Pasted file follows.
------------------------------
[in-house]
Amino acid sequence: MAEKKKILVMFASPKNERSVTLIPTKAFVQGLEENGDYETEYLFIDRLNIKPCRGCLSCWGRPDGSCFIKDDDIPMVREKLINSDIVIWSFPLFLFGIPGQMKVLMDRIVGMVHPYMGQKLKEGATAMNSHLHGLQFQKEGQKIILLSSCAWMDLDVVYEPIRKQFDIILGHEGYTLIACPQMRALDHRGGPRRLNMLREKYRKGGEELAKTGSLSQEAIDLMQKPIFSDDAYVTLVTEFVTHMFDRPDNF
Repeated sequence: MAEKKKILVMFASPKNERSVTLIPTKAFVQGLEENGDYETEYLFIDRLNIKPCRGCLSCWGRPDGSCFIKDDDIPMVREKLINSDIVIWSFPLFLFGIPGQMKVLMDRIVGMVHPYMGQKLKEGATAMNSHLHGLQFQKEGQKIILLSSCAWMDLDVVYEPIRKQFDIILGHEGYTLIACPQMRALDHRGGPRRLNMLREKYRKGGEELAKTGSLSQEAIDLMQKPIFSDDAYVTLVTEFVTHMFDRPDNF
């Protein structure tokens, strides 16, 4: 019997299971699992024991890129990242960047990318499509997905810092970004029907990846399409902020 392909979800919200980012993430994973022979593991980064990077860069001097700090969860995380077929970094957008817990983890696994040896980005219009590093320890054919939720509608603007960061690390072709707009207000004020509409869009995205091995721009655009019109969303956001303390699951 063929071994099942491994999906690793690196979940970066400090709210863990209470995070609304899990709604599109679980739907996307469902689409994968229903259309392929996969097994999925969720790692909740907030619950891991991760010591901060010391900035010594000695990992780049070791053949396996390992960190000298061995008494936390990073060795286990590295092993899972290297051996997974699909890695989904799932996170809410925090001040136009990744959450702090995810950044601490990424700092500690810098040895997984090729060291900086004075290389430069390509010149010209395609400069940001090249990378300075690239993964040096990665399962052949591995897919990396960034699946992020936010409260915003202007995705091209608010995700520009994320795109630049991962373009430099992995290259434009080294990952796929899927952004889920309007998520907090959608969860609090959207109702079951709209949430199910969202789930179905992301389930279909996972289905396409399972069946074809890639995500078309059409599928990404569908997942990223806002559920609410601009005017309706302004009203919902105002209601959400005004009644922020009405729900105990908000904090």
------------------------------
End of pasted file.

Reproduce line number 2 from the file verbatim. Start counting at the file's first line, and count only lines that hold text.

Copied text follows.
Amino acid sequence: MAEKKKILVMFASPKNERSVTLIPTKAFVQGLEENGDYETEYLFIDRLNIKPCRGCLSCWGRPDGSCFIKDDDIPMVREKLINSDIVIWSFPLFLFGIPGQMKVLMDRIVGMVHPYMGQKLKEGATAMNSHLHGLQFQKEGQKIILLSSCAWMDLDVVYEPIRKQFDIILGHEGYTLIACPQMRALDHRGGPRRLNMLREKYRKGGEELAKTGSLSQEAIDLMQKPIFSDDAYVTLVTEFVTHMFDRPDNF